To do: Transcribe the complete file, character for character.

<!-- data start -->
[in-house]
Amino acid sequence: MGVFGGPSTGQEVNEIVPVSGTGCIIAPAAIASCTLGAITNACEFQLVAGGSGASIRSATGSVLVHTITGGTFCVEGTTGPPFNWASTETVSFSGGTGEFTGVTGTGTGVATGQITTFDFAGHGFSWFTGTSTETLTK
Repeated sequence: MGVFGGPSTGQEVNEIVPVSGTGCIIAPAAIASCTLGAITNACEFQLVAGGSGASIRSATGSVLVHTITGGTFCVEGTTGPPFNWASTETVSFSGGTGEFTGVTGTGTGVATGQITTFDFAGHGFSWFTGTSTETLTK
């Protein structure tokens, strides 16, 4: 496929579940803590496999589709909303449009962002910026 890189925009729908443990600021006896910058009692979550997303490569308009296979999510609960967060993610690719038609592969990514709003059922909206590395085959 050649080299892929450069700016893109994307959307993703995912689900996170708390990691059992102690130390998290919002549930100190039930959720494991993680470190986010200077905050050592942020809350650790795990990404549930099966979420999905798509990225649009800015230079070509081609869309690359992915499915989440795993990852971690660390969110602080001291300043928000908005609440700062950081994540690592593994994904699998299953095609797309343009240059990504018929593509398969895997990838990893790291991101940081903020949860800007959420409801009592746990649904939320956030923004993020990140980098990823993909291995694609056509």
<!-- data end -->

[in-house]
Amino acid sequence: MGVFGGPSTGQEVNEIVPVSGTGCIIAPAAIASCTLGAITNACEFQLVAGGSGASIRSATGSVLVHTITGGTFCVEGTTGPPFNWASTETVSFSGGTGEFTGVTGTGTGVATGQITTFDFAGHGFSWFTGTSTETLTK
Repeated sequence: MGVFGGPSTGQEVNEIVPVSGTGCIIAPAAIASCTLGAITNACEFQLVAGGSGASIRSATGSVLVHTITGGTFCVEGTTGPPFNWASTETVSFSGGTGEFTGVTGTGTGVATGQITTFDFAGHGFSWFTGTSTETLTK
């Protein structure tokens, strides 16, 4: 496929579940803590496999589709909303449009962002910026 890189925009729908443990600021006896910058009692979550997303490569308009296979999510609960967060993610690719038609592969990514709003059922909206590395085959 050649080299892929450069700016893109994307959307993703995912689900996170708390990691059992102690130390998290919002549930100190039930959720494991993680470190986010200077905050050592942020809350650790795990990404549930099966979420999905798509990225649009800015230079070509081609869309690359992915499915989440795993990852971690660390969110602080001291300043928000908005609440700062950081994540690592593994994904699998299953095609797309343009240059990504018929593509398969895997990838990893790291991101940081903020949860800007959420409801009592746990649904939320956030923004993020990140980098990823993909291995694609056509």